Clavicle Fracture

Las Vegas’ Orthopedic Shoulder Specialists

What is a Clavicle Fracture?

The break or fracture of the clavicle (collarbone) is a common sports injury associated with contact sports such as football and martial arts and impact sports such as motor racing. A direct blow over the shoulder that may occur during a fall on an outstretched arm or a motor vehicle accident may cause the clavicle bone to break.

Symptoms of Clavicle Fractures

A broken clavicle may cause difficulty in lifting your arm because of pain, swelling, and bruising over the bone.

Indications for Clavicle Fracture Surgery

A broken clavicle bone usually heals without surgery, but surgery will be recommended if the bone ends have shifted out of place (displaced). Surgery for the fixation of clavicle fractures may be considered in the following circumstances:

  • Multiple fractures
  • Compound (open) fractures
  • Fractures associated with nerve or blood vessel damage
  • Scapula fracture
  • Overlapping of the broken ends of the bone (shortened clavicle)

Treatments for Clavicle Fractures

Surgery is performed to align the bone ends and hold them stable during healing. This improves the shoulder strength. Some of the surgeries are listed below.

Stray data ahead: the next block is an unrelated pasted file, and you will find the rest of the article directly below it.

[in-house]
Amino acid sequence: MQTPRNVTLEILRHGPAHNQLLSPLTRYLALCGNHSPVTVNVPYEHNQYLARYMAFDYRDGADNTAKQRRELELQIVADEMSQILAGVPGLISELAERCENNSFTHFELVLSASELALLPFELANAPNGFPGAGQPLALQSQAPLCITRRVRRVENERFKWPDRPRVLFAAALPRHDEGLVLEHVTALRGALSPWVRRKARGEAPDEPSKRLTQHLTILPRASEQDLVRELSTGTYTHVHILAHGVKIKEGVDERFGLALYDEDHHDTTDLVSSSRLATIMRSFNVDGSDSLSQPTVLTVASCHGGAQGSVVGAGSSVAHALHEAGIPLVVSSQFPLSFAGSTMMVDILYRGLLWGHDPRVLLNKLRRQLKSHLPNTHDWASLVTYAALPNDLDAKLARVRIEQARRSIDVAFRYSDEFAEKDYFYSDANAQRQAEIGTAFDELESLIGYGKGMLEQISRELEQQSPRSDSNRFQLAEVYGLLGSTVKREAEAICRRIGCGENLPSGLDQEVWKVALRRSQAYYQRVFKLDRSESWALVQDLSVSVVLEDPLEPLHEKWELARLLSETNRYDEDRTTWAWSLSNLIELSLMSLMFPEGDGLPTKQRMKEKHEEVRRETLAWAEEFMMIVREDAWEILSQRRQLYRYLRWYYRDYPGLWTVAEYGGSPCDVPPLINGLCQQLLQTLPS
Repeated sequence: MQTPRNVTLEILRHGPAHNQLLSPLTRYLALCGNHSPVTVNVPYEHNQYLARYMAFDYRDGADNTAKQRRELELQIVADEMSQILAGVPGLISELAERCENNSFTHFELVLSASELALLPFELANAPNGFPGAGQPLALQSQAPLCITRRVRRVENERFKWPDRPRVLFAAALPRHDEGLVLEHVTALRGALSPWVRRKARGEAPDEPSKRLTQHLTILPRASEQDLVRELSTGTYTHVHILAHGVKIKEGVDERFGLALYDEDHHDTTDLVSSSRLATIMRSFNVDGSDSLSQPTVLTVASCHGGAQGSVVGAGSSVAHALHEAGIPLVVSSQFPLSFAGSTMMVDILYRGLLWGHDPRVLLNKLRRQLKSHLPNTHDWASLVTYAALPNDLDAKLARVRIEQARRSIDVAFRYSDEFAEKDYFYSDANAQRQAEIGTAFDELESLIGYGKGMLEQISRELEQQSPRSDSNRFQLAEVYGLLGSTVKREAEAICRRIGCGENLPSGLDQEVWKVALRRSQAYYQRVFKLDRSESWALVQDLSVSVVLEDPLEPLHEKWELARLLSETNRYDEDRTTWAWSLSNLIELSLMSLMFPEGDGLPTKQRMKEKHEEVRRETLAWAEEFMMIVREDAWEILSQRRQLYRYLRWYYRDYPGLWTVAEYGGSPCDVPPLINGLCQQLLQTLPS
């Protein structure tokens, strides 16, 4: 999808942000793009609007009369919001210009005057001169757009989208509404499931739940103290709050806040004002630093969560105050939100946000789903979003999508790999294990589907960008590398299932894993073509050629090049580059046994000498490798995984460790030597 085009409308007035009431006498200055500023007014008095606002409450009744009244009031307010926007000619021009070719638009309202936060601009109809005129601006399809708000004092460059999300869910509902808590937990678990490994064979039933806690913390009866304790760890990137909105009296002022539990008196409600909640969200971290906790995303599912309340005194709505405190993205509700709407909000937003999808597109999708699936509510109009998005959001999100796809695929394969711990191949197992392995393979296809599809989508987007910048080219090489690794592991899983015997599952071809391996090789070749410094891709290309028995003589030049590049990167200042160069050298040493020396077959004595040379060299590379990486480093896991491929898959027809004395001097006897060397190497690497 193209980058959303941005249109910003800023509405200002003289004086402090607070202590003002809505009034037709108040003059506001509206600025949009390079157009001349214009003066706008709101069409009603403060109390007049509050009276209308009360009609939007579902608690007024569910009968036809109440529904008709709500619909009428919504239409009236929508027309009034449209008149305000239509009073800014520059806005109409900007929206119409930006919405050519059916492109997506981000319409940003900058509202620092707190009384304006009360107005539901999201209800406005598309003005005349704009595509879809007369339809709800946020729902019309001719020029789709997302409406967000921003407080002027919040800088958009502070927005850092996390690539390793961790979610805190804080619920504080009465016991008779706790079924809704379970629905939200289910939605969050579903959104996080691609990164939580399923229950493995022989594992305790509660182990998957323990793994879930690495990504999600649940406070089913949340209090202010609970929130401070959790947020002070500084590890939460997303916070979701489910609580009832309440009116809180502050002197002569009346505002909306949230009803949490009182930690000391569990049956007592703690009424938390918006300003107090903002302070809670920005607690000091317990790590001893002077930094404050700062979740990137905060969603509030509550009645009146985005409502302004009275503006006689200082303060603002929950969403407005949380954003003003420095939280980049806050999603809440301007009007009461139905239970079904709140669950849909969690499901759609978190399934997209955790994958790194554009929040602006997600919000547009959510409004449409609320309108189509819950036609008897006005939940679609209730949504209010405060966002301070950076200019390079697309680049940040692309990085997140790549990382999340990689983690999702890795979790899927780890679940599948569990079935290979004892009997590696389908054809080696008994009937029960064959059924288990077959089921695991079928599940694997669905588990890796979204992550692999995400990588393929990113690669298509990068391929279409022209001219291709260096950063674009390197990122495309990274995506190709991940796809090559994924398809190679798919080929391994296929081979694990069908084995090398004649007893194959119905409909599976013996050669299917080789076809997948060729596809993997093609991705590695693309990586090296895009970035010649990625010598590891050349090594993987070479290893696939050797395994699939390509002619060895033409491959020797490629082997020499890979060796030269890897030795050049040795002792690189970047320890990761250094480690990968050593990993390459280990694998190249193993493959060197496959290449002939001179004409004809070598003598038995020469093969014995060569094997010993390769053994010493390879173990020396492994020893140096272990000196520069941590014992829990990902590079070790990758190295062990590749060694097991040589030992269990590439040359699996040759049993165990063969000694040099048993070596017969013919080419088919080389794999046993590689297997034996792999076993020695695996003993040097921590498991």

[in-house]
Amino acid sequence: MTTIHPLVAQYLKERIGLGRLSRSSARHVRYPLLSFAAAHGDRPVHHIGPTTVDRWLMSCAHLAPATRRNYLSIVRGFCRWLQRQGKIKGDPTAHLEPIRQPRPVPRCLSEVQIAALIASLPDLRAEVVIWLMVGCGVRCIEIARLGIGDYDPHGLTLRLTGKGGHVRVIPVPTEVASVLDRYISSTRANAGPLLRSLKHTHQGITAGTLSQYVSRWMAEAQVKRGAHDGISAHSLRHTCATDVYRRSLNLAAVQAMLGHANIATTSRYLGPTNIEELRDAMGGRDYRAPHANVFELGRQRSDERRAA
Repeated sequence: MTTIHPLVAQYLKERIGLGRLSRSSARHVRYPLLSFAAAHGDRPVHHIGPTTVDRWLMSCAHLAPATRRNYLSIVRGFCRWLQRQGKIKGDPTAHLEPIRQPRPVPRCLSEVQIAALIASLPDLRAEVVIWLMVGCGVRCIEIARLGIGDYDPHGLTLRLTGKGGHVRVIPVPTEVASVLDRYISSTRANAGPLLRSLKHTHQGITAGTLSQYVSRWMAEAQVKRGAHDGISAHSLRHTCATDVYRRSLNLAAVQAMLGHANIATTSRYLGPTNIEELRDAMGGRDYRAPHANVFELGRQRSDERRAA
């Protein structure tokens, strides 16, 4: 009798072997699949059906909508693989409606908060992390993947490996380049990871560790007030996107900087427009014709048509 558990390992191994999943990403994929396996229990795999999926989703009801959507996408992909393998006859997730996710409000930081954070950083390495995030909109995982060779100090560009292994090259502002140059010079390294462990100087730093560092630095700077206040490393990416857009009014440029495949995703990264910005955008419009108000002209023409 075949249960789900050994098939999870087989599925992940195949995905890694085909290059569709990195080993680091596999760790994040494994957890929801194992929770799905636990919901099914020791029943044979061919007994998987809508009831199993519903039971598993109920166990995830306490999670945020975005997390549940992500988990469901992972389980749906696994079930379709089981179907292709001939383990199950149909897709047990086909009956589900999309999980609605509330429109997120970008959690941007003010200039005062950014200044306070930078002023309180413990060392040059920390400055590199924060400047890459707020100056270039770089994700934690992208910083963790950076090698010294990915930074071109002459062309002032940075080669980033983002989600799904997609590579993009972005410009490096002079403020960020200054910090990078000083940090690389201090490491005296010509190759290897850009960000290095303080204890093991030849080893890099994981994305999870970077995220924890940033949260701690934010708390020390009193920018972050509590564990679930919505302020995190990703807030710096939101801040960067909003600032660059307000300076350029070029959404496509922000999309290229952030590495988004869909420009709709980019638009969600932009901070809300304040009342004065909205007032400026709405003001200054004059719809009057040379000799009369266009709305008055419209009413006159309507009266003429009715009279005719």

Plates and Screws Fixation

During this surgical procedure, your surgeon will reposition the broken bone ends into a normal position and then uses special screws or metal plates to hold the bone fragments in place. These plates and screws are usually left in the bone but can be removed after fracture healing if they cause irritation.


The placement of pins may also be considered to hold the fracture in position. They often irritate the skin at the insertion site and must be removed once the fracture heals.

Percutaneous Elastic Intramedullary Nailing of the Clavicle

This is a newer and less invasive procedure with fewer complications. It is considered a safe method for the fixation of displaced clavicle fractures in adolescents and athletes, as it allows rapid healing and a faster return to sports. The procedure is performed under fluoroscopic guidance. It involves a small 1 cm skin incision near the sternoclavicular joint. A hole is then drilled in the anterior cortex, and an elastic nail is inserted into the medullary canal of the clavicle. The nail is then passed on to reach the fracture site. A second nail removal operation will be performed after 2-3 months.

Complications of Clavicle Fracture Surgery

You are at a greater risk of complications during and after clavicle fracture surgery if you have diabetes, are older, or use tobacco products. In addition to the risks of any major surgery, certain specific risks of clavicle fracture surgery include difficulty in bone healing, lung injury, and irritation caused by hardware.

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